PS: Go and re-watch (or watch) “About a Boy” (I know it’s entertainment that is a glossy and sanatized feel good version of reality BUT there is something really really amazing embedded in the unfolding story)
Went to see Iron Man last night and loved it. Super Hero films, in my opinion, fall into one of two categories, either great or BAD. The bad ones just don’t quite cohere, take themselves too seriously, too flippantly or just fail to work. Iron Man is definitely in the ‘great’ category though, great film and great fun.
Robert Downey Junior plays the role of ‘Stark’ brilliantly. The characters’ journey from the playboy genius CEO of a weapons company to his role as Iron man is handled well and within the slightly different realms of Superhero films, credibly. The film delivers all the required narrative and background creatively without long unnecessary dialogue or contrived explanations. The effects are fantastic, particularly Stark interacting with the 3D CadCam design …. and the flight sequences. Can’t say too much more without spoiling the film for you WHEN you go and see it!
IMHO, It’s a huge, fun and cool film. Right up there with Batman Begins and Spiderman 2.
I saw some films over the summer and having a spare moment, thought I’d give you the Youthblog cine-summary of what I thought:
SURF’s UP: A great Mockumentry style story that follows surfing anti hero and slacker, Cody on a journey from his Antartic home to the world Penguin surfing championships. Surreal at times, touching, fun and a wonderful tribute to surfing. I loved this film! The CGI is awesome but more importantly the documentry style of interview and camera work is genius. Kinda predictable in it’s story but at the same time, highly original in it’s rendering. Go See!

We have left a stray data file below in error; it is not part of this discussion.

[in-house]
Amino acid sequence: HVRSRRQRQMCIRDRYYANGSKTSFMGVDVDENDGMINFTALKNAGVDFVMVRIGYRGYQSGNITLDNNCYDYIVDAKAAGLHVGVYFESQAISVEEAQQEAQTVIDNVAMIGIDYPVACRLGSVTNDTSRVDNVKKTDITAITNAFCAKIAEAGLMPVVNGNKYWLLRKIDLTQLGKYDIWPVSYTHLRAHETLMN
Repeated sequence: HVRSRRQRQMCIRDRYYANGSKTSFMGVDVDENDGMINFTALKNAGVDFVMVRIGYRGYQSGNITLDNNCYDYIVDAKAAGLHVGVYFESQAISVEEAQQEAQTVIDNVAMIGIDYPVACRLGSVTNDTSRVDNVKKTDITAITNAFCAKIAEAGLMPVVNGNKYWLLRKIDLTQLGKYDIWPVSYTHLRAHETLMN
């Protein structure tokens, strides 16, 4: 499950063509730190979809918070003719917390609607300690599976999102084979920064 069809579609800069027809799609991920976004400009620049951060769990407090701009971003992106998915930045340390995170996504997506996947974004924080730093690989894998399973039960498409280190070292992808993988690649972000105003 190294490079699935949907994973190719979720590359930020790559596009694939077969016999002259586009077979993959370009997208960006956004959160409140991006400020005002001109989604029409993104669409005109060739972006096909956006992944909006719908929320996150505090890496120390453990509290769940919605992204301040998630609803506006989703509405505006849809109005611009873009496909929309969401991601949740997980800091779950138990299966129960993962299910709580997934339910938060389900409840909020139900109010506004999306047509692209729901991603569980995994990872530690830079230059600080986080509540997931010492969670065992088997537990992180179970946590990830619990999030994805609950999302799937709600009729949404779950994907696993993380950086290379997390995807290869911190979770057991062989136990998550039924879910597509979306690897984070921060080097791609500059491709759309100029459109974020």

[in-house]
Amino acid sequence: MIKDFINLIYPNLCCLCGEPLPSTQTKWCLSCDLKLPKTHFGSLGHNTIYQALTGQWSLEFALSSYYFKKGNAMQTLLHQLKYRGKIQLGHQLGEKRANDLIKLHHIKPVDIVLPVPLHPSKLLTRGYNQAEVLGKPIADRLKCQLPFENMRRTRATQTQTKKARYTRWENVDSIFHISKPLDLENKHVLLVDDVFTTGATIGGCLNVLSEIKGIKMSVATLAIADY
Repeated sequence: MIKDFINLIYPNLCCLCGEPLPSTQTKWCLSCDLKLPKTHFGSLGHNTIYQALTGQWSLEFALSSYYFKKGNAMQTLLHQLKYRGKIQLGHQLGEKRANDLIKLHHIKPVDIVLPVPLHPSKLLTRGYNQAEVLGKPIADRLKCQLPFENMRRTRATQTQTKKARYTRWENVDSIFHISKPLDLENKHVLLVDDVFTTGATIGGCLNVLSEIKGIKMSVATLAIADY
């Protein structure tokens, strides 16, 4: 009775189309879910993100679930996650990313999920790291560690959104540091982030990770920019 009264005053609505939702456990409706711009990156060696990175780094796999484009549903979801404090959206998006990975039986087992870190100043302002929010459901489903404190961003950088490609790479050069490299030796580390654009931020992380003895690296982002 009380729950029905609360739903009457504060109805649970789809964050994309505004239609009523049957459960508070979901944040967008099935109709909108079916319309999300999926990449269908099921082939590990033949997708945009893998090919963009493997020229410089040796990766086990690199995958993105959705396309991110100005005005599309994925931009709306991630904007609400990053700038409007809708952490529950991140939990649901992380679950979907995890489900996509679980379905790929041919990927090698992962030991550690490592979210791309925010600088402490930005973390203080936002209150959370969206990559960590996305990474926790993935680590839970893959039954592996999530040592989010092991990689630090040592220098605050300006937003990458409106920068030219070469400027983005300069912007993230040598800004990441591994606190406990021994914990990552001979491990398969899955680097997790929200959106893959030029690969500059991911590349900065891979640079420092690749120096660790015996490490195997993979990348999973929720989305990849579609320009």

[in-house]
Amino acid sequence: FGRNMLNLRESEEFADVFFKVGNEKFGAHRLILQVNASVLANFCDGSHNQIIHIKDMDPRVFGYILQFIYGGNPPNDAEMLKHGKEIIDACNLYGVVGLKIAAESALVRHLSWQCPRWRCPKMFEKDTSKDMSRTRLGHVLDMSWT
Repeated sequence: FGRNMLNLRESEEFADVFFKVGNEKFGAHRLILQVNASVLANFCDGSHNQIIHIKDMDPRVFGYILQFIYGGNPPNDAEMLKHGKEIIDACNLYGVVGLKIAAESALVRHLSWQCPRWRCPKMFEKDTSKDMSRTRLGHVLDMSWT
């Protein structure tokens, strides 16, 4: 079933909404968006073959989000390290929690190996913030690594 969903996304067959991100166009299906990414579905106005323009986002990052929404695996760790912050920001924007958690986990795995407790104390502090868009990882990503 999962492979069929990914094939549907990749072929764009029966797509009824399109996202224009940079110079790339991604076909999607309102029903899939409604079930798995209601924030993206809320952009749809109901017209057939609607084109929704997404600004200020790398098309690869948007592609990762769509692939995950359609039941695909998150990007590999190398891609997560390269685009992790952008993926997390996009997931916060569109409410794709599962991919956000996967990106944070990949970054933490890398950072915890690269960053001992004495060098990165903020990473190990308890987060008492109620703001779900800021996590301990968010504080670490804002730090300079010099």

The Bourne Ultimatum: Jason Bourne find the ‘Blackbriar” piece of the jigsaw and goes on to completes the picture, surviving no-end of threats on the way with some very cool and highly intelligent strategic moves as well as his usual physical supremacy. The film was clever, witty at times and a highly paced thriller. It was the MOST exhausting film I have ever watched! The combination of the frenetic pace and rapidly moving hand-held camera work was quite tiring (although extremely engaging). If you liked the first two, you’ll love this one!
Mr Bean’s Holiday: For once Mr Bean comes up trumps and wins both a camcorder and a trip to the South of France. Not surprisingly though the journey does not got to plan and he battles to master a culture, a language and transport problems armed only with a compass and absurd Bean like initiative. I expected to hate this film but actually loved it. It’s upbeat, positive and witty with a really great life affirming ending. The film could have been awful but by having a genuine story wedded to Mr Bean’s visual comedy that played with hope as well as the inevitable bad luck was good fun and at times quite touching. Not going to be everyone’s cup of tea BUT as a comedic family film, Nice!
There is so much of the internet that is proof positive that some people have WAY too much time on their hands, this video that Marko unearthed is a brilliant example of that but it is Genius! (How may of the films do you reckon you’ve seen?)
‘Following the Spiderman 3 reviews posted by Youth Ministers, Spidey’s
film career was effectively over. His income now being more or less
reliant on Street entertaining’
Darren left a comment agreeing that SM3 that it wasn’t as bad as all that AND to say he’s written a discussion guide for the film, well worth a look and here it is!
Less usefully BUT quite funny (especially the EMO observation) is this list of what we learn from Spiderman 3!
I went to see Hot Fuzz last night and for the most part thought it was brilliant. I haven’t seen Shaun of the Dead so I guess I’m playing catch up on this style of comedy but the graphic ‘comic’ horror violence took me a bit by surprise and I’m not sure I was entirely comfortable with it, BUT I guess the squirm factor is one of the films deliberate aims.
Simon Pegg and Nick Frost were absolutely outstanding and had an amazing cast of actors backing them up. The story as it unfolds melds reality and implausibility brilliantly, the writing is great. The film is an odd mix of laughter, absurdity and genuinely touching moments, it has a great storyline that evolves (or descends) into an extraordinary ending with the film gathering pace all the way. It’s strange but compelling!
Bad Language: Yes
But overall a thumbs up for Ealing Comedy meets Horror wrapped up in Theatre of the Absurd.